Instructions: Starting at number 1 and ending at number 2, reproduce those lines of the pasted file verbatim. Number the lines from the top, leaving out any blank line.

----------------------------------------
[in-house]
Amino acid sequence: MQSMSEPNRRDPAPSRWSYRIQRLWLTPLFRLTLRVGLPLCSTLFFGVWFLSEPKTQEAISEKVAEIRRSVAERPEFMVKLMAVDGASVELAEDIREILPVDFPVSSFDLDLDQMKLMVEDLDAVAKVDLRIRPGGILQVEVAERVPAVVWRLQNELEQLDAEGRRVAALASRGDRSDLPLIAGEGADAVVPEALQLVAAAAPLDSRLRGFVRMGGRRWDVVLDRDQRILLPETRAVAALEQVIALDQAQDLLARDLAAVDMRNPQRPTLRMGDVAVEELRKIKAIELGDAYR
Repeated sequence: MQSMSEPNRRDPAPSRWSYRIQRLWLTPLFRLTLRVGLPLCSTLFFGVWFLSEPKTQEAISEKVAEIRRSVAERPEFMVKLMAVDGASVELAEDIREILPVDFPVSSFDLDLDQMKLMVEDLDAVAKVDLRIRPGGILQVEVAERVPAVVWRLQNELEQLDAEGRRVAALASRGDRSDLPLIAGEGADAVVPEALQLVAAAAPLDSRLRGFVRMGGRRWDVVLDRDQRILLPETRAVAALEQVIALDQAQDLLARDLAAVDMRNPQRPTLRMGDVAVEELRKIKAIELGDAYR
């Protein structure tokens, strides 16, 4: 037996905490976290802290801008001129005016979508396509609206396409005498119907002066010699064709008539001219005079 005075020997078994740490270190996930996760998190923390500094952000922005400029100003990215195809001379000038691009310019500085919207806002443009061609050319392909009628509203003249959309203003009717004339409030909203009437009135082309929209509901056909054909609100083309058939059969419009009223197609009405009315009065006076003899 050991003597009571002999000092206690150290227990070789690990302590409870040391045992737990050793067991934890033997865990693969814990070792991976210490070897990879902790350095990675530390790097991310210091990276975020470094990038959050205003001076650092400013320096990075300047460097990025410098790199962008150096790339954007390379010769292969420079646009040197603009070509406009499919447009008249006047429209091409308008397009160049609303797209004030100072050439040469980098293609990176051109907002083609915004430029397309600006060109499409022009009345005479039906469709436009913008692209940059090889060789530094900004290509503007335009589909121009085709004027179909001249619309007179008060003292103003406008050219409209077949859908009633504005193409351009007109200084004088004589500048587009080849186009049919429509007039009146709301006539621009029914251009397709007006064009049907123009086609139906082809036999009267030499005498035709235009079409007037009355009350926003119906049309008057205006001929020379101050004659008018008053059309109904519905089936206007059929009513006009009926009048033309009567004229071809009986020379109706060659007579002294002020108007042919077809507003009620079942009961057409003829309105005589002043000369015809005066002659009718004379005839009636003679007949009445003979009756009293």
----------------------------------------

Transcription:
[in-house]
Amino acid sequence: MQSMSEPNRRDPAPSRWSYRIQRLWLTPLFRLTLRVGLPLCSTLFFGVWFLSEPKTQEAISEKVAEIRRSVAERPEFMVKLMAVDGASVELAEDIREILPVDFPVSSFDLDLDQMKLMVEDLDAVAKVDLRIRPGGILQVEVAERVPAVVWRLQNELEQLDAEGRRVAALASRGDRSDLPLIAGEGADAVVPEALQLVAAAAPLDSRLRGFVRMGGRRWDVVLDRDQRILLPETRAVAALEQVIALDQAQDLLARDLAAVDMRNPQRPTLRMGDVAVEELRKIKAIELGDAYR